Although from many years the union had officially registered its name with the Certification Office for Trade Unions and Employers Associations as the NASUWT, it is only since 2015 that the union has adopted its name in the short form using only the initials NASUWT and subtitled 'The Teachers' Union'. The change reflected that 84 per cent of its members were now women and it was effectively able to remove from its name the now archaic term 'schoolmasters'.
Industrial relations, bargaining and strikes
The union as the National Association of Schoolmasters (NAS) with 21,000 members attempt to seek representation in national pay negotiations known as the Burnham Committee was rejected in 1960. The Burnham Committees however were dominated by representatives of the much larger National Union of Teachers (NUT) with a membership of 201,000.
However following a series of strikes and rallies the NAS achieved recognition for national pay bargaining on the Burnham Committees in 1962. Despite a successful campaign, the NUT continued to hold the majority of seats. In 1969 for instance, the NUT had 15 members on the Teachers’ Panel, with the NAS holding the 2 seats it achieved on joining the Committee in 1962. The NUT general secretary also held the joint secretaryship of the main Burnham Committees and the leadership of their Teachers' Panels for most of their existence.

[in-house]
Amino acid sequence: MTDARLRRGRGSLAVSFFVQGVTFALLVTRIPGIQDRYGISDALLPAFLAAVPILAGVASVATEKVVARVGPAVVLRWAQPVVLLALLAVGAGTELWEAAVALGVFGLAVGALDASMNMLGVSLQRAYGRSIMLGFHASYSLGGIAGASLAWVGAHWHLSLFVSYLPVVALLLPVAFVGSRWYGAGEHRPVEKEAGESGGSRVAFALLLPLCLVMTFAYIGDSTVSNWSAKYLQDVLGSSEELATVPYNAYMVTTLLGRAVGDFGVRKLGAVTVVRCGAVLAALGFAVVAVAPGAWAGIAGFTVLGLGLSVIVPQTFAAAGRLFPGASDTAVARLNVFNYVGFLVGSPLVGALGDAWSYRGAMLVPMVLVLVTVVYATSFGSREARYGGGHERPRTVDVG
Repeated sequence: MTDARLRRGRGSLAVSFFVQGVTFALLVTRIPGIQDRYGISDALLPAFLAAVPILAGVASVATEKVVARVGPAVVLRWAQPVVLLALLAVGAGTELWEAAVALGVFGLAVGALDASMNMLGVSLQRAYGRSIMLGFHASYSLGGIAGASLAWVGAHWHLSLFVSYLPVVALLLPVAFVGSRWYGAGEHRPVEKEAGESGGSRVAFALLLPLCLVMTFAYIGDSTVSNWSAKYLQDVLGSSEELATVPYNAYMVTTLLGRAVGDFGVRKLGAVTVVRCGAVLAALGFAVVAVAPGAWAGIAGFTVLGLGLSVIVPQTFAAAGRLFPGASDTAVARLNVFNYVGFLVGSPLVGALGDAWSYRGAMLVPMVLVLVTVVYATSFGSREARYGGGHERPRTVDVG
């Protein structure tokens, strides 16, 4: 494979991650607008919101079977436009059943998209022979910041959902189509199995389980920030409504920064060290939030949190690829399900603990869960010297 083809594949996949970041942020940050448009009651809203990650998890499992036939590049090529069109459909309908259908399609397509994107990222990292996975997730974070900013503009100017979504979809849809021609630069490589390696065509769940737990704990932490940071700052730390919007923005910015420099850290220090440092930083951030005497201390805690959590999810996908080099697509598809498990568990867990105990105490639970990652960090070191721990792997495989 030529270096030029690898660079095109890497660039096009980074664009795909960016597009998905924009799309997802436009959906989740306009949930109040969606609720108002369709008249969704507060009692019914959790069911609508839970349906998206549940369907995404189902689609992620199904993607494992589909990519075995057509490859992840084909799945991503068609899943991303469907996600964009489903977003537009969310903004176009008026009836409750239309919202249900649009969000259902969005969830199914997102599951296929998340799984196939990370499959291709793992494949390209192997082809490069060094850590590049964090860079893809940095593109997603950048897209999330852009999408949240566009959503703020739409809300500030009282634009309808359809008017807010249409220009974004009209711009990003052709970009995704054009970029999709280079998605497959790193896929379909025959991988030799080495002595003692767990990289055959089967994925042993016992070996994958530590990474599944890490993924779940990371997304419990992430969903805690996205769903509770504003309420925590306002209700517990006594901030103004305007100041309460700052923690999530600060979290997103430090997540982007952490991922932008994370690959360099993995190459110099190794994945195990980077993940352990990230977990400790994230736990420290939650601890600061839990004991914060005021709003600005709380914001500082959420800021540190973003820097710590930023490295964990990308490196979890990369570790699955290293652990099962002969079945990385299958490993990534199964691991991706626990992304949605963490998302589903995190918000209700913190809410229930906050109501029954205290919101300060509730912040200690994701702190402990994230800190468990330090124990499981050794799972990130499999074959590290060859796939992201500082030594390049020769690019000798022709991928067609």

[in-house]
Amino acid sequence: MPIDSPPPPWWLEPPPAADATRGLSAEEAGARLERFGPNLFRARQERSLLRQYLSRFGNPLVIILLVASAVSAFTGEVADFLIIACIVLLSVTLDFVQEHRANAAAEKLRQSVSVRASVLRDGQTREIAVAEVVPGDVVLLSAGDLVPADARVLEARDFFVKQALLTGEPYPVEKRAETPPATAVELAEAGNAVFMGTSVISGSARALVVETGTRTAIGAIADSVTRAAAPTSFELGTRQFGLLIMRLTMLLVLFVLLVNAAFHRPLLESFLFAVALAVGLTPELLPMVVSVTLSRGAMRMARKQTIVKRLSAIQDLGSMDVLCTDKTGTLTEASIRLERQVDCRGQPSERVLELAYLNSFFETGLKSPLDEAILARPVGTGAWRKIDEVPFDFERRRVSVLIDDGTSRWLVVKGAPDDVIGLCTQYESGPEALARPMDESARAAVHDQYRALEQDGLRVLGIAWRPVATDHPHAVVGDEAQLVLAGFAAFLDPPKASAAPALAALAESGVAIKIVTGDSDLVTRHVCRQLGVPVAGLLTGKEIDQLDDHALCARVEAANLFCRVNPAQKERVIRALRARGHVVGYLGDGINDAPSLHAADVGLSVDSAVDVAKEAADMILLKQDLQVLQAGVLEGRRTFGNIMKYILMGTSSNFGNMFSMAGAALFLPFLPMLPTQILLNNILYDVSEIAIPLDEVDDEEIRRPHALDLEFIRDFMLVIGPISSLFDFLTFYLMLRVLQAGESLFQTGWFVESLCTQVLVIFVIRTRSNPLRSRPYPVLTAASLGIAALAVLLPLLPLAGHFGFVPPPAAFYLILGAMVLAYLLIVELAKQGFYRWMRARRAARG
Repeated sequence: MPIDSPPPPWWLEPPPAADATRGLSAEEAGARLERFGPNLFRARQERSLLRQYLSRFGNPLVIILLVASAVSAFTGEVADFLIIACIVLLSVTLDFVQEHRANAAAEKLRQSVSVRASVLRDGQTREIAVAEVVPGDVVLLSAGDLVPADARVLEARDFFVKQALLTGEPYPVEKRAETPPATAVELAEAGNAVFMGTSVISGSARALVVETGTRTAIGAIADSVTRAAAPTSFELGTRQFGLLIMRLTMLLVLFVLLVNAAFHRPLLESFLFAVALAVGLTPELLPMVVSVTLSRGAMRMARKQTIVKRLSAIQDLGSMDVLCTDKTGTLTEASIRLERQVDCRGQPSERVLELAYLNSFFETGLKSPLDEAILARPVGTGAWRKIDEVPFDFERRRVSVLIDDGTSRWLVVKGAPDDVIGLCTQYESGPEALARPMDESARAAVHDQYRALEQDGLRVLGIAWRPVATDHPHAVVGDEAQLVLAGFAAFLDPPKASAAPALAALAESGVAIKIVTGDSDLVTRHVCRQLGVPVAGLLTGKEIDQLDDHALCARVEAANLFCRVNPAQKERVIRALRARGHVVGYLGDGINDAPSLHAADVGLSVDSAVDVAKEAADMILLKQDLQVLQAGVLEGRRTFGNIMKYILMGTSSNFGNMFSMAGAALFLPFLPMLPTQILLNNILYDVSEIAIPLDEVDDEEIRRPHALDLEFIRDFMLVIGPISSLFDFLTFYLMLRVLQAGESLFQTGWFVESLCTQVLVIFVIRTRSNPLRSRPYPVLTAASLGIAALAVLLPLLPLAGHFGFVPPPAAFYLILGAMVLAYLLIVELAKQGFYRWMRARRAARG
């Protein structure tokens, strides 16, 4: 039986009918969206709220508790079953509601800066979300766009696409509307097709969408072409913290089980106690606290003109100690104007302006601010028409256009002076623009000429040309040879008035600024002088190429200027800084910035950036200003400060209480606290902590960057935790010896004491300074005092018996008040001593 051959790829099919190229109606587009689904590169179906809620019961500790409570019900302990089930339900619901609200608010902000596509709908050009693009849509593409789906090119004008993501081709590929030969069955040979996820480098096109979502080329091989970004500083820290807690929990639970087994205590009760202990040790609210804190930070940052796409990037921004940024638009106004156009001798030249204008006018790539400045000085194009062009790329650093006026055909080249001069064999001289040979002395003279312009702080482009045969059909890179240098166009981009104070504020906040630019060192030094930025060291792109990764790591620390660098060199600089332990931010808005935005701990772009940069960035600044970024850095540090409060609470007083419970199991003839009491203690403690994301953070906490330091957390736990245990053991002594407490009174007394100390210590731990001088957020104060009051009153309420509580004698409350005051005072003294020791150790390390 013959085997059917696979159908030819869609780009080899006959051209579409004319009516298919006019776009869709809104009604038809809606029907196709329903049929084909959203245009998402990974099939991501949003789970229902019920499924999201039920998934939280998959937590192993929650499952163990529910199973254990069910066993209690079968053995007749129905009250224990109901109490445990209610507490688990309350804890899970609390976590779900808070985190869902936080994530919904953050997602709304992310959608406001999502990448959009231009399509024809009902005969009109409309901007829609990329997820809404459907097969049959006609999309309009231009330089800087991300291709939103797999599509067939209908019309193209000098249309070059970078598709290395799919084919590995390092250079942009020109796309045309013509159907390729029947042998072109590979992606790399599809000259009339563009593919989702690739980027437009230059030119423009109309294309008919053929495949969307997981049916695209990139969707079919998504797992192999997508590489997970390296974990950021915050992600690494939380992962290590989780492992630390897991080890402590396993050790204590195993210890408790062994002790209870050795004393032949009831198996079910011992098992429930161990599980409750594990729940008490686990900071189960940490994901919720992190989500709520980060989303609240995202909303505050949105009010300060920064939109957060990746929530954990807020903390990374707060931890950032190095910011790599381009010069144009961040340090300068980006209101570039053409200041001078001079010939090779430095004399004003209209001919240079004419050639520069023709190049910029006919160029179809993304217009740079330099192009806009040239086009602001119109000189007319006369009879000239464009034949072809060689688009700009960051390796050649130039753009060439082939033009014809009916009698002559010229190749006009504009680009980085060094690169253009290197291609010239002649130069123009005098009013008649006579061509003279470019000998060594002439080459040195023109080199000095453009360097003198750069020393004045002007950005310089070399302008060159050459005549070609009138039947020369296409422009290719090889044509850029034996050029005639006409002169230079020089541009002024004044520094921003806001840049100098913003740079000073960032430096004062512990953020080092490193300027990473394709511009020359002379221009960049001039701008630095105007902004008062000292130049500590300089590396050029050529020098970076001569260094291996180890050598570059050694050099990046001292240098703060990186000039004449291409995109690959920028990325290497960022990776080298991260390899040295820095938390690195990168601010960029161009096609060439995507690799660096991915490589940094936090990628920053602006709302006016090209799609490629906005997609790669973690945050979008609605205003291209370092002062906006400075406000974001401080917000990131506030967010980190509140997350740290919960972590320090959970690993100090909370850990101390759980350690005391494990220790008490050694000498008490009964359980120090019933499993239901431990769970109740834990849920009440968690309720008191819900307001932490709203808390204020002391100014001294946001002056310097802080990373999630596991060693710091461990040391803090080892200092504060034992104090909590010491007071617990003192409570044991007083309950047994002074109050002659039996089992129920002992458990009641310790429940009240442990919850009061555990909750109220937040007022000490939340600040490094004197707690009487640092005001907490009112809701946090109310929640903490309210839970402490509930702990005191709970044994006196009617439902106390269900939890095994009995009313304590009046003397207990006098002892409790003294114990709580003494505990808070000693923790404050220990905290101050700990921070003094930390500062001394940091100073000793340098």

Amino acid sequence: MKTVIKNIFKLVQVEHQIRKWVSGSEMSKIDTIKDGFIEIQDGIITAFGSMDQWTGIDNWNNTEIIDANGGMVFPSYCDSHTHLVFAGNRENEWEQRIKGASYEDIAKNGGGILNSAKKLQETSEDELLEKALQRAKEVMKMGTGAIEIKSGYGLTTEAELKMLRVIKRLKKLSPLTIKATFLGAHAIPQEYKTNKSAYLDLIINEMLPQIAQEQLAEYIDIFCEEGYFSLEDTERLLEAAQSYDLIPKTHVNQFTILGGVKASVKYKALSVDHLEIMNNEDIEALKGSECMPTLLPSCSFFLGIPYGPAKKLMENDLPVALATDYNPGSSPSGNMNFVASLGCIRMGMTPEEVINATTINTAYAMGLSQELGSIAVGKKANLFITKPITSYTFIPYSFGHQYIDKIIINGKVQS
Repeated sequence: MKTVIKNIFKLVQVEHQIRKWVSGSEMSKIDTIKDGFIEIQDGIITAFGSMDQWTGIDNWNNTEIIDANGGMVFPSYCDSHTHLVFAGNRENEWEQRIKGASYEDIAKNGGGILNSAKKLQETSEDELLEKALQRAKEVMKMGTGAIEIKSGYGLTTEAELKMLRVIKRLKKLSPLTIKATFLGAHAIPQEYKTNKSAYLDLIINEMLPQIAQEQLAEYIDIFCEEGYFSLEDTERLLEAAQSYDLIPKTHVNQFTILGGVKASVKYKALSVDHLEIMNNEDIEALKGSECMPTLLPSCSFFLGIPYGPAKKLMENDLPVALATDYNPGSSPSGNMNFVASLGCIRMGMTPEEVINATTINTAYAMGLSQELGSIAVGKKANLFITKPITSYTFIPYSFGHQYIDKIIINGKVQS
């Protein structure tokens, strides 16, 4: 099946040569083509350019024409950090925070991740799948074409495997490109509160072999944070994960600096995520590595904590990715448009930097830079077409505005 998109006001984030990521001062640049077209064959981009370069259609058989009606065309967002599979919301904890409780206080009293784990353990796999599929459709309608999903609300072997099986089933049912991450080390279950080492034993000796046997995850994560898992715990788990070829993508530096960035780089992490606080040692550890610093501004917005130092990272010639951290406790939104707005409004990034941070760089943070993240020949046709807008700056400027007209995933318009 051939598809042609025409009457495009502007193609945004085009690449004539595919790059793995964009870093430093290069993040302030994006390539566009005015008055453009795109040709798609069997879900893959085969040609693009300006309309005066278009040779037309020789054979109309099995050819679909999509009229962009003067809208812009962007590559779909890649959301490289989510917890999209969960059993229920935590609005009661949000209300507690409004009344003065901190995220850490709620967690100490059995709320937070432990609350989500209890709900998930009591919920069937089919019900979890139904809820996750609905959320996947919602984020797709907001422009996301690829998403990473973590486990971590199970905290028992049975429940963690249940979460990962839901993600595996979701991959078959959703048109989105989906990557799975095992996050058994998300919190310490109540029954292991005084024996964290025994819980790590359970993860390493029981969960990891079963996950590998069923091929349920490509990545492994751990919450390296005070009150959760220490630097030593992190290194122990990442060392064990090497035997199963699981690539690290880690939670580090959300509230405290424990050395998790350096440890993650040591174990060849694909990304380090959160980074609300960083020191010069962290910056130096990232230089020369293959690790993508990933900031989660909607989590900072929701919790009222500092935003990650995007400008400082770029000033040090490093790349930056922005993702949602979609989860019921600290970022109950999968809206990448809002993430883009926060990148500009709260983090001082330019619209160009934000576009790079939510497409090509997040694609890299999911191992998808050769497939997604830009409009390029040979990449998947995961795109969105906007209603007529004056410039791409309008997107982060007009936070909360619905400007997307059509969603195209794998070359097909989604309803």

By the mid 1980s, the pay rises for teachers of the previous decade had been considerably eroded by inflation In February, 1985 the NASUWT along with other teaching unions withdrew 'goodwill' in pursuit of higher pay. Members refused to supervise at lunchtimes, attend meetings with parents outside school hours, or cover for absent colleagues. The dispute escalated and a series of strikes followed for a period of the next two years.
By 1987 the divisions over strategy with other unions, notably the NUT, brought the dispute to an end. The result was the 1987 Teachers' Pay and Conditions Act, which abolished the national pay negotiations and replaced them with an Interim Advisory Committee on School Teachers' Pay and Conditions, on which the unions had no representation. This was in turn replaced in 1991 by The School Teachers’ Review Body (STRB). An independent body to examine and report on such matters relating to the statutory conditions of employment of school teachers in England and Wales.